Flyers have been here before

New Jersey Devils center David Clarkson (23) watches as his shot enters the Philadelphia Flyers net against goalie Ilya Bryzgalov, center, of Russia, and left wing Ruslan Fedotenko (26), of the Ukraine, during the first period of an NHL hockey game, Tuesday, Jan. 22, 2013, in Newark, N.J. (AP Photo/Julio Cortez)

What follows is likely the laziest blog post of all time. It is a reprint of the Flyers' game story from their third game in the lockout-shortened 1995 NHL season. Then, as now, it was their third consecutive loss out of the gate. Then, as now, there was concern because of how a slow start would cripple the team in a season made up of only 48 games.

The point is not to draw any lessons from history. It is merely to remember that, when you think you've never seen something before, you usually have.

Your eyes and ears on that night in 1995 belonged to Les Bowen. (Note: he had never heard of Chip Kelly at this point in his life.)

With that:






By Les Bowen

UNIONDALE, N.Y. -- If between-periods trading were an accepted practice in the NHL, several Flyers might have been unavailable for the final 20 minutes of their 4-3 loss to the New York Islanders; they might have been packing for Ottawa or Winnipeg.

Up in the rafters of Nassau Coliseum, Flyers president and general manager Bob Clarke was attacking a stick of gum like it was Valeri Kharlamov, his face deep red as the Flyers ended the second period down 3-1, with eight shots on net . . . to the Islanders' 34!

Clarke expected a few glitches with three games in the first four days of the delayed season, the Flyers coming off more than 3 1/2 idle months before their one-week training camp.

He didn't expect to be 0-3, for the second time in franchise history. (The other was 1989-90. Clarke got fired that time.) He didn't expect the Flyers to run their winless streak at Nassau to 0-11-1 since Feb. 23, 1991.

"I thought they'd play good tonight," Clarke said, shaking his head.

Fortunately for several turnover-prone defensemen and for forwards who routinely lacked the legs or the will to fight through checks during the first 40 minutes, the Flyers recovered some of their dignity in the third period.

They gave up a penalty-shot goal to Benoit Hogue 9:29 into the third, then they scored twice, and came within a remarkable glove save by Isles goalie Jamie McLennan on Rod Brind'Amour of tying it with 1:08 left.

By the time he entered the visitors' locker room, Clarke's face had returned to its normal color and he was focusing more on the penalty calls that put the Flyers in a hole rather than the loss of poise that turned that hole into a gaping crater.

"The first 10 or 12 minutes we played pretty good, and then we were shorthanded for (the rest of the first period)," Clarke said. "That definitely had an impact on the outcome of the game . . . Still, we made some unforced errors. I don't think you can not be concerned about it, but I also don't think we can overreact."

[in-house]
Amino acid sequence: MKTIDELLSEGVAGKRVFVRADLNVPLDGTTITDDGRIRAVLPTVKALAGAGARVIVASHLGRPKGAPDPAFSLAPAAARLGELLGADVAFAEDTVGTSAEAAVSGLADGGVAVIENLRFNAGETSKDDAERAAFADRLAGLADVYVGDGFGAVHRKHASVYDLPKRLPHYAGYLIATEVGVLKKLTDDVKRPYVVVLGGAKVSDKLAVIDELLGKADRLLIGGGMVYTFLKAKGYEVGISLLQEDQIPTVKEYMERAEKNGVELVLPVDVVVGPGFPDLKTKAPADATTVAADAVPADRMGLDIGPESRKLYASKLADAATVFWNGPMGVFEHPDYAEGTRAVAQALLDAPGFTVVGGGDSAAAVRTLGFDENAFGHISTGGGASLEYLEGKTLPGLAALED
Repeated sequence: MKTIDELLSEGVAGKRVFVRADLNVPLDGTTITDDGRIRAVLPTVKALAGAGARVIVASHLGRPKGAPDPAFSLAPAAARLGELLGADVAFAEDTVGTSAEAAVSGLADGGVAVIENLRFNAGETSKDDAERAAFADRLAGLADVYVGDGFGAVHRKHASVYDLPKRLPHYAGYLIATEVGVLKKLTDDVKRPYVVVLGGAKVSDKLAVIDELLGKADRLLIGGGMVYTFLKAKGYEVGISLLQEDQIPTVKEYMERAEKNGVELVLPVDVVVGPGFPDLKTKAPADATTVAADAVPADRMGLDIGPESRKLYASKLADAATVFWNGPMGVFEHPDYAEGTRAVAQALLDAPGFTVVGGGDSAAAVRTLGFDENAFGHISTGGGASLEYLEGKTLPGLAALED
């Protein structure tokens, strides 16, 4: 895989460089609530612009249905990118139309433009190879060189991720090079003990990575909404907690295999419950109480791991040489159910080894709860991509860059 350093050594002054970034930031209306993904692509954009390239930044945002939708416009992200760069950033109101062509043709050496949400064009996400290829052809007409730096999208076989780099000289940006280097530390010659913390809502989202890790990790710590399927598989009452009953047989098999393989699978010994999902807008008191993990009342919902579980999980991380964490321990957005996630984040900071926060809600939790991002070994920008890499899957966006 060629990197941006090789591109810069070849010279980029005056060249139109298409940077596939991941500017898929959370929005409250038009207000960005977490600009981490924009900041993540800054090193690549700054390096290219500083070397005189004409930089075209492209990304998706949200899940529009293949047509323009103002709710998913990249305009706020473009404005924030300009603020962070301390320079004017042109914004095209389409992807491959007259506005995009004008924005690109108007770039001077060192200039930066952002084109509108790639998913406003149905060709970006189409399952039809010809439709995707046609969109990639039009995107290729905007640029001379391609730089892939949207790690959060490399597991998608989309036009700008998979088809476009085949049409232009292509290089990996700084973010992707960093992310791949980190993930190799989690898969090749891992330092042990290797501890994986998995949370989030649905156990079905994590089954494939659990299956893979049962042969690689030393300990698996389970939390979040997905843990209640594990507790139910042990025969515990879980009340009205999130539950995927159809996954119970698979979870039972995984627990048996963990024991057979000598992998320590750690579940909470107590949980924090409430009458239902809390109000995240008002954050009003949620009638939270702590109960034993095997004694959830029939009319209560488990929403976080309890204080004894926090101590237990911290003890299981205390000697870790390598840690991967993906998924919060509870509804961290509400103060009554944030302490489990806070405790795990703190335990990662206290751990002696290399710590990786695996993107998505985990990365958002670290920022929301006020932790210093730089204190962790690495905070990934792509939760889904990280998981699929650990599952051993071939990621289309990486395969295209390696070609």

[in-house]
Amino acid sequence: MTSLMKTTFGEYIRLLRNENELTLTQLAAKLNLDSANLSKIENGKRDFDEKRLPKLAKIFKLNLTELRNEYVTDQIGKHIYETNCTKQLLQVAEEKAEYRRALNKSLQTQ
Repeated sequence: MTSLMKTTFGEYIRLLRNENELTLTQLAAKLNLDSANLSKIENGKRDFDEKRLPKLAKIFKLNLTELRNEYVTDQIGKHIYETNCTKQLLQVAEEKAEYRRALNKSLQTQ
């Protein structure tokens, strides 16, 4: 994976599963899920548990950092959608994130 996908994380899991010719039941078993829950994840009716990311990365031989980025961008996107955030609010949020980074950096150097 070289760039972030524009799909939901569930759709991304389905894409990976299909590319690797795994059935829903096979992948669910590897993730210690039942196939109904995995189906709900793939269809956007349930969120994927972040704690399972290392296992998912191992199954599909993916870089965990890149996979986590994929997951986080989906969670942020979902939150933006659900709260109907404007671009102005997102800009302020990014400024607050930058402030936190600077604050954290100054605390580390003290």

New coach Terry Murray worried coming into the season that the Flyers didn't have their system fully in place, weren't the team he hopes they can become before it is too late to secure a playoff berth in this 48-game sprint.

"We're trying to change a lot of things here," Murray said. "They understand when we talk about it in meetings. Habits are funny things; sometimes they resurface."

The Flyers shortcircuited themselves early by taking three successive penalties, for a total of nine minutes. Chris Therien went off for interference, Shjon Podein went off for holding Pierre Turgeon's stick, and then, with 4:54 left in the first and Podein still in the box, Dimitri Yushkevich took a five-minute major and a game misconduct for high-sticking Hogue. The Isles had 11 seconds of five-on-three, followed by 4:49 with a one- man advantage that could not be erased by the scoring of a goal.

If goaltender Ron Hextall hadn't been amazing, the Flyers would have been buried by the end of the period. As it was, he was beaten once, when Steve Thomas top-shelfed a rebound with 4:37 left. After that, the Isles got nothing. They finished the period with 22 shots on net to the Flyers ' six, 12 of them coming during the Yushkevich penalty.

The Flyers got no jump from Hextall's stirring play. After repeated terrible giveaways, the final one by Shawn Anderson, Turgeon put the Isles up by 2-0, 7:20 into the second.

Eric Lindros one-armed a puck past McLennan to make it 2-1, even though the shots on net were 28-7, with 6:20 left in the second. Lindros's goal was his first of the season, on the Flyers ' first shot on net of the period. It was the first Flyers goal this season not awarded through video replay.

A frenzied scramble in front that resulted in a Derek King goal with 2:11 left in the second seemed to put the Flyers back to sleep, until the Hogue penalty-shot goal woke them up, too late.

Lindros then made it 4-2, shoveling in a power play rebound with 5:31 left in the third. The Flyers had been 0-for-15 on the power play for the season.

They got to 4-3 when the Isles' Travis Green inadvertently slid into the net with the rebound of a Brent Fedyk shot with 1:36 left.

On the next shift, incredibly, Brind'Amour was all alone with the puck to the right of the slot, about 6 feet from McLennan. He was unable to lift the puck as much as he wanted, and McLennan gloved it.

"This is really frustrating," Lindros said. "We're getting good goaltending, and we're wasting it. Hexy played a great game. What'd they have, 40 zillion shots? (41, actually) . . . The only positive thing out of this is that we did come back and try to make a game out of it, could have tied it up if not for that great save. But there were a lot of mistakes prior to that, that made it so much more difficult to turn it on."